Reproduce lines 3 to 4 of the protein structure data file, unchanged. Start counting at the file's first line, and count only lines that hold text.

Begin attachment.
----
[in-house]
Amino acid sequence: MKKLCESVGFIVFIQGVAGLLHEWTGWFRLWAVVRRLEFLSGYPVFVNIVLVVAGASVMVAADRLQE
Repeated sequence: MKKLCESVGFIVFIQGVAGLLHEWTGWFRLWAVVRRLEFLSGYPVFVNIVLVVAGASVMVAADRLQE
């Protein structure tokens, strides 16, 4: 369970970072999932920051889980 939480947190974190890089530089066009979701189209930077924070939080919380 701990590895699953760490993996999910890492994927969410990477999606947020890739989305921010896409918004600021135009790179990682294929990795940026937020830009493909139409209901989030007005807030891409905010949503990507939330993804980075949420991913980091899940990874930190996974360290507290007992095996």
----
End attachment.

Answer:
Repeated sequence: MKKLCESVGFIVFIQGVAGLLHEWTGWFRLWAVVRRLEFLSGYPVFVNIVLVVAGASVMVAADRLQE
């Protein structure tokens, strides 16, 4: 369970970072999932920051889980 939480947190974190890089530089066009979701189209930077924070939080919380 701990590895699953760490993996999910890492994927969410990477999606947020890739989305921010896409918004600021135009790179990682294929990795940026937020830009493909139409209901989030007005807030891409905010949503990507939330993804980075949420991913980091899940990874930190996974360290507290007992095996």